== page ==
Posts Tagged ‘ Italy ’

Made in China–ahem, Italy

The tragic fire at a factory on Sunday, December 1st, 2013, which cost 7 employees their lives, has barely begun to shed light on the industry’s illegal insurgence and Italy’s lack of capacity to do much about it.

Credit: wantchinatimes.com

Pronto moda is a case of what The Economist tags as “reverse globalization.” Cheap materials are shipped from China to Italy–as are the workers, as are the sweatshop concept and conditions. One city, Prato, just northwest of Florence, plays host to over 5,000 factories like the one that burned down on Sunday and some 50,000 Chinese workers buried in 16 hour work-days. Faux-designer products are pumped out at superhuman rates with the facade of labels from designer brands (although the “Made in Italy” label remaining true) and are sold for extremely cheap prices to locals and tourists. Before Italian taxes can even make their claim, more than half of the $2.7 billion profits find their way back to China undeclared.

Chinese utilitarianism and black labor practices are brought to Italy to take advantage of the necessarily perfect combination of an apt market for the pronto moda scheme and weak rule of law in Prato (as what may be an indication of the weaknesses sustained at the national level; consider Rule of Law 1 and Rule of Law 2 to observe Italy’s troubles). Workers, essentially indentured servants, are likely to be left with their promises of a return back to China unfulfilled as they work, bathe, eat, and sleep (in cardboard accommodations as was the case for the victims) within the same few square meters.

The devastating event made headlines in international media; however, the problem for Italian officials isn’t anything new to them. Roberto Cenni, Prato’s mayor, claims that they investigate hundreds of the 3,000+ illegal business every year. The proliferation is too much to handle, he claims, and the operations that Italy is able to shut down only sprout back up the next year. As China merely renders, capitalizes, and improves on what domestic organized crime has done in the country for so long, Italy is forced to drastically improve from the inside-out if it is to have any chance at beginning to address the complicated issues at hand in Prato.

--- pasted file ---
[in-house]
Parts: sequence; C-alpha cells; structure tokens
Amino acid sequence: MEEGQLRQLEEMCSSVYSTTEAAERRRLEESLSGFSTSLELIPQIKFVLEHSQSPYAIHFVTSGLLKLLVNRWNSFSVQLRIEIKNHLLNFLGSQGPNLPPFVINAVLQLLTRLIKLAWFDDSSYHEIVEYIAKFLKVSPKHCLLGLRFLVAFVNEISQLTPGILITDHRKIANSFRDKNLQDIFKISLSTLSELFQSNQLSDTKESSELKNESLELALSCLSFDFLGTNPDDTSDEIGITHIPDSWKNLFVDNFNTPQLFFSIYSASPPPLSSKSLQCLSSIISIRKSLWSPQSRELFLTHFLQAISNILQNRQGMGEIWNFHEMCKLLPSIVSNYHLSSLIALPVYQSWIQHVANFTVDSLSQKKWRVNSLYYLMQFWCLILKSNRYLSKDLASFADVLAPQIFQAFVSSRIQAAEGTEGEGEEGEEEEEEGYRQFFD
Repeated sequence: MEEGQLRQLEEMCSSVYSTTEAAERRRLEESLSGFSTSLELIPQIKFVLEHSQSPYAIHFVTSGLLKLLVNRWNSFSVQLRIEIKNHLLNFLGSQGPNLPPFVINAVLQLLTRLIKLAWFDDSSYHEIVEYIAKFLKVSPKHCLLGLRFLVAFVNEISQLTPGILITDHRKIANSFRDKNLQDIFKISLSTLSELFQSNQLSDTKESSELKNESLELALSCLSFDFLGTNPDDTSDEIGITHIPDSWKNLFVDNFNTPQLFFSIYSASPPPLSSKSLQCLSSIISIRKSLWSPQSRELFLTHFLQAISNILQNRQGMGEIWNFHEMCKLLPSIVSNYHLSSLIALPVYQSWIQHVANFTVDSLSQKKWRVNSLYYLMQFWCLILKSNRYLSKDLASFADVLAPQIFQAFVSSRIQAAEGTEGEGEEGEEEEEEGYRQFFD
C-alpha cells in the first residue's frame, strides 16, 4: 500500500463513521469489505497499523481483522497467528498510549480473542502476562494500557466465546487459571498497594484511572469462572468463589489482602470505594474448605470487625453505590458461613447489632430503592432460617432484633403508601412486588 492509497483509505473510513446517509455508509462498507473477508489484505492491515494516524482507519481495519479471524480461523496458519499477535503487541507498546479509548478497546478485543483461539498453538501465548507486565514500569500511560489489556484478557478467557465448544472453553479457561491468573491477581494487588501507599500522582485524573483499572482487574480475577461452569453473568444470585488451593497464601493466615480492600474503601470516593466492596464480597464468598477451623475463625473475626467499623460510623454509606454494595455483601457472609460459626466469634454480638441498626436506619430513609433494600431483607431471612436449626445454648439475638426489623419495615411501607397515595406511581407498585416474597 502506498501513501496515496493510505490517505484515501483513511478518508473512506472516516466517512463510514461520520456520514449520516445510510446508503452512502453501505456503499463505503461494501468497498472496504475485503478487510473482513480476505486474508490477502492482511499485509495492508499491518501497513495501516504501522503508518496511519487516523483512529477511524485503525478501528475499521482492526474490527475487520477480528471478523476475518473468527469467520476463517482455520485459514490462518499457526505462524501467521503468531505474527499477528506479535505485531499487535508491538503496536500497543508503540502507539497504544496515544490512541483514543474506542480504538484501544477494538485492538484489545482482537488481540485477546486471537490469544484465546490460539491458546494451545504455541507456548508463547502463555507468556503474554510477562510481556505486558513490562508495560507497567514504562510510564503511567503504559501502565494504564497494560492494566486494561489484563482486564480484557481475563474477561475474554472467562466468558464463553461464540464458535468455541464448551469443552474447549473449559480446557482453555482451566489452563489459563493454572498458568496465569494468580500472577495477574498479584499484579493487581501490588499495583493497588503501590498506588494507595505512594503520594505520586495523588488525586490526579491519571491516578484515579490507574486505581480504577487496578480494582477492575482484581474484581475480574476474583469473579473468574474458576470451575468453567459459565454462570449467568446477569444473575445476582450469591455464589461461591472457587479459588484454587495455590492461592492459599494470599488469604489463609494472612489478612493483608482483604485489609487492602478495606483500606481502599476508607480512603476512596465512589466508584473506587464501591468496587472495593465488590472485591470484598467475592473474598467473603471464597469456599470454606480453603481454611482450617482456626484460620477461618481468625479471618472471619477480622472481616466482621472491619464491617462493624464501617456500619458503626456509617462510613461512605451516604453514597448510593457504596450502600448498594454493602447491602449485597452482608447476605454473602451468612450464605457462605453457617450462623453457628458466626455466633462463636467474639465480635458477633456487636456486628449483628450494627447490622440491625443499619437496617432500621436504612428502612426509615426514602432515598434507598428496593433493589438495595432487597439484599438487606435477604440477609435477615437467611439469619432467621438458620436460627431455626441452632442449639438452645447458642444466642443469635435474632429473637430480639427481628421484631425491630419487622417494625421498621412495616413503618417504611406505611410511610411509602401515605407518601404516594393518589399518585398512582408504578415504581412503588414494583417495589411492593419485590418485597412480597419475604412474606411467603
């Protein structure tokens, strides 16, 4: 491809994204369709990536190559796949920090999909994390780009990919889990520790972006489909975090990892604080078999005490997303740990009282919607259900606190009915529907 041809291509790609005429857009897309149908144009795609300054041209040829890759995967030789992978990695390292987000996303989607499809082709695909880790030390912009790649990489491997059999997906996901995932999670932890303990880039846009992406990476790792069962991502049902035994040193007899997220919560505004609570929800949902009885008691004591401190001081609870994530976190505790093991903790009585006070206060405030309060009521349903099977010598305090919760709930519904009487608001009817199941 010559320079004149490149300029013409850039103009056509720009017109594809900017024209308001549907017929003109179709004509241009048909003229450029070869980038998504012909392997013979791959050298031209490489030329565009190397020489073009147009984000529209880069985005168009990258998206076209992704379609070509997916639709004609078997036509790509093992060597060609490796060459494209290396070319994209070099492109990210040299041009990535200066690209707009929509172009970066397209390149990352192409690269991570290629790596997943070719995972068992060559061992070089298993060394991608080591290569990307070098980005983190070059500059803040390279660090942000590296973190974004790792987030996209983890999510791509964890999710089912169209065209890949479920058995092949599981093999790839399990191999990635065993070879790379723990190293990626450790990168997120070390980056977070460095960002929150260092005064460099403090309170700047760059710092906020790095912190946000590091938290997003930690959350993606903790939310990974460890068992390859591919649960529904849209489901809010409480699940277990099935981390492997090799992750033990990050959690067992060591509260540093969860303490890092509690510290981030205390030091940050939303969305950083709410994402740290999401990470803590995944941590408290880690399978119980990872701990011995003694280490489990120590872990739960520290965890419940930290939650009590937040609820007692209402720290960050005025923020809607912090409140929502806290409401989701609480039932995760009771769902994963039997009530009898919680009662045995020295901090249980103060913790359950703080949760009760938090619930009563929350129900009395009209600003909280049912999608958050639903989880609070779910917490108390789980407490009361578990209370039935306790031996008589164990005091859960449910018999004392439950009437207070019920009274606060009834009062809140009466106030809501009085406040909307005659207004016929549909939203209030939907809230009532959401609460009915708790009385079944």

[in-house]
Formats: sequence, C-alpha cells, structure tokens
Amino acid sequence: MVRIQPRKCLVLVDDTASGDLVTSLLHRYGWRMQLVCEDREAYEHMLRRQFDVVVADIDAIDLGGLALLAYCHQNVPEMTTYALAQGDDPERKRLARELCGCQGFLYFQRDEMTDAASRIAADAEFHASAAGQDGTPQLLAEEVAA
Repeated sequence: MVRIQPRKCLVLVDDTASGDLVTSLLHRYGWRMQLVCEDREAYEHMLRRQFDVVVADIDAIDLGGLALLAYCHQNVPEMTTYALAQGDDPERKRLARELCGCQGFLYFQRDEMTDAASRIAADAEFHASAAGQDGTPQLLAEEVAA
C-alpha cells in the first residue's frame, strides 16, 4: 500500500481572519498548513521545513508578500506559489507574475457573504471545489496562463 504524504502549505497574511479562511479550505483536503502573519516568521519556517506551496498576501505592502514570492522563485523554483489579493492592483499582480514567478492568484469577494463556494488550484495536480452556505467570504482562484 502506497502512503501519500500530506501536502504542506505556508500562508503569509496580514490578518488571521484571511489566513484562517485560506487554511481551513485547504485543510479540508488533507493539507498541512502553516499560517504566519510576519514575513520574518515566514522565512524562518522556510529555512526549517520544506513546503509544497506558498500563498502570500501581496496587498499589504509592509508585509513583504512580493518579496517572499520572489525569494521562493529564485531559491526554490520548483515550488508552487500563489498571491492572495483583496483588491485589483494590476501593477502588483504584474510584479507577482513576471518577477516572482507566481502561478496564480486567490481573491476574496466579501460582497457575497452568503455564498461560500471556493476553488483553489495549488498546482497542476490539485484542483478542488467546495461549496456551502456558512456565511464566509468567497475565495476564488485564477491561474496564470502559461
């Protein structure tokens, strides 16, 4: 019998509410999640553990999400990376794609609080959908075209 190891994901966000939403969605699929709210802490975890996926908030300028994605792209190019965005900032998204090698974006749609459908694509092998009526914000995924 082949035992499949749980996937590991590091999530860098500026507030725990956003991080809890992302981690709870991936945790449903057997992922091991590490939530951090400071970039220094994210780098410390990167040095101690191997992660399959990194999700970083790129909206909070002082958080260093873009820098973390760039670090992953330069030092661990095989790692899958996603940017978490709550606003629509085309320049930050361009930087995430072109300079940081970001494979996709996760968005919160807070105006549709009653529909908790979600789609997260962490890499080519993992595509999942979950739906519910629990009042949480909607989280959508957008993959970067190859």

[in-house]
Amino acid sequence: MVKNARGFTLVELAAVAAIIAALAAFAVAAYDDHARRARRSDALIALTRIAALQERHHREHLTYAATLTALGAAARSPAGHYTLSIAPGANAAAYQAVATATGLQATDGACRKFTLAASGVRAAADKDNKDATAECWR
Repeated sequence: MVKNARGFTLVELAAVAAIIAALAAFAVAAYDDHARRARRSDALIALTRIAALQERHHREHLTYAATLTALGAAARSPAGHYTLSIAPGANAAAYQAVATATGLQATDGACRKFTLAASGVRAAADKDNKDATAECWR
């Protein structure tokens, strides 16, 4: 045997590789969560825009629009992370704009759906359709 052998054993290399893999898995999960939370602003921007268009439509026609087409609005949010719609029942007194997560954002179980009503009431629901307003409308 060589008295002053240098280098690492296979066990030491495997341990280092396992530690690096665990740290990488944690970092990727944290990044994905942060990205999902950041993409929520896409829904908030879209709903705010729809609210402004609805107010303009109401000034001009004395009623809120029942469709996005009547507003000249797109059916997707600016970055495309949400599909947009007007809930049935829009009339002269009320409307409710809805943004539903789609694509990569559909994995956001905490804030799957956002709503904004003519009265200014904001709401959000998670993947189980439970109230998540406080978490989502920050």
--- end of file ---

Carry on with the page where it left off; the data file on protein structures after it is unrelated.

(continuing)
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Italian and French policy values heritage over Monsanto

Yesterday, Italy (from where itnernationalcomparisons.com will conduct its research and reporting starting in October) set a valuable precedent in the world’s fight for an autonomous food system, the EU’s battle against genetically modified organisms (GMOs), and a country’s fight to maintain original taste and quality in its produce.

The protection of Italian distinctiveness must be a policy priority since it determines the existence of ‘Made in Italy’, which is our engine, our future, our leverage to return to growth in the food industry.           -Statement from Italian agriculture ministry

Based on this quote, an 80% public backing, and the decision by three separate governmental ministries to ban Monsanto’s MON810 maize,  the Italians resoundingly favor their own original food over Monsanto’s GM, uniform product. So the Italians are not only setting precedent in standing up against the health risks from GMOs and the corporate irresponsibility from Monsanto, but also by adding another element to the argument: pride in country*. And without the latter, the Italians see their hopes of recovery as significantly diminished. According to Italy, Monsanto’s monopoly and bland, uniform product represents such a threat.

In 2012 the French, the most prolific crop growers in all of Europe,  also banned the same product, the only GM product allowed in the EU. France also claims national heritage to be a factor in its decision in spite of the temporary hardship the French face as they transition agriculturally and economically away from MON810. From France and Italy’s perspectives, having little to do with GMOs is still too much.

Perhaps Italy and France have gleaned from the India-Monsanto relationship, which is too much to take on in the same blog. As we prepare research to be released on our new Health Regulation page coming soon, look forward to more blogs on chemical policy, the precautionary principle, and its commercial antithesis: Monsanto.

*Regardless to what extent Italy made its decision as a matter of national pride in its produce, they will need to provide a scientific basis, a “health or environmental risk,” if their position on MON810 is going to stand. France implemented its own custom ban on GMOs last year by going through the same process.